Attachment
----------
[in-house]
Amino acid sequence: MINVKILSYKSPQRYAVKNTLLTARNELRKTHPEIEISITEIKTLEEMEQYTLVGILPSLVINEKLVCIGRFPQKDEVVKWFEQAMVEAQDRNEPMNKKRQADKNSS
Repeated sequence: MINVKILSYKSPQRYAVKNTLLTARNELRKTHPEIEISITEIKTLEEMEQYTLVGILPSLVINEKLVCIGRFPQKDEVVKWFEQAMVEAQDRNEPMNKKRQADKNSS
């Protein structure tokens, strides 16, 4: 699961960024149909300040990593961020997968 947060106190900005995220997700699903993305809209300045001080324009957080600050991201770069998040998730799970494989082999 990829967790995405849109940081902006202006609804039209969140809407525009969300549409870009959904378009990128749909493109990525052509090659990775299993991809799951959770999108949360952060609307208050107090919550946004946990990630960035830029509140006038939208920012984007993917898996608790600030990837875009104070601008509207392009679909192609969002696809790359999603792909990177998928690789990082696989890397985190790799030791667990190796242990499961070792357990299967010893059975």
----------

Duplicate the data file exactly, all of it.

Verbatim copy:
[in-house]
Amino acid sequence: MINVKILSYKSPQRYAVKNTLLTARNELRKTHPEIEISITEIKTLEEMEQYTLVGILPSLVINEKLVCIGRFPQKDEVVKWFEQAMVEAQDRNEPMNKKRQADKNSS
Repeated sequence: MINVKILSYKSPQRYAVKNTLLTARNELRKTHPEIEISITEIKTLEEMEQYTLVGILPSLVINEKLVCIGRFPQKDEVVKWFEQAMVEAQDRNEPMNKKRQADKNSS
């Protein structure tokens, strides 16, 4: 699961960024149909300040990593961020997968 947060106190900005995220997700699903993305809209300045001080324009957080600050991201770069998040998730799970494989082999 990829967790995405849109940081902006202006609804039209969140809407525009969300549409870009959904378009990128749909493109990525052509090659990775299993991809799951959770999108949360952060609307208050107090919550946004946990990630960035830029509140006038939208920012984007993917898996608790600030990837875009104070601008509207392009679909192609969002696809790359999603792909990177998928690789990082696989890397985190790799030791667990190796242990499961070792357990299967010893059975």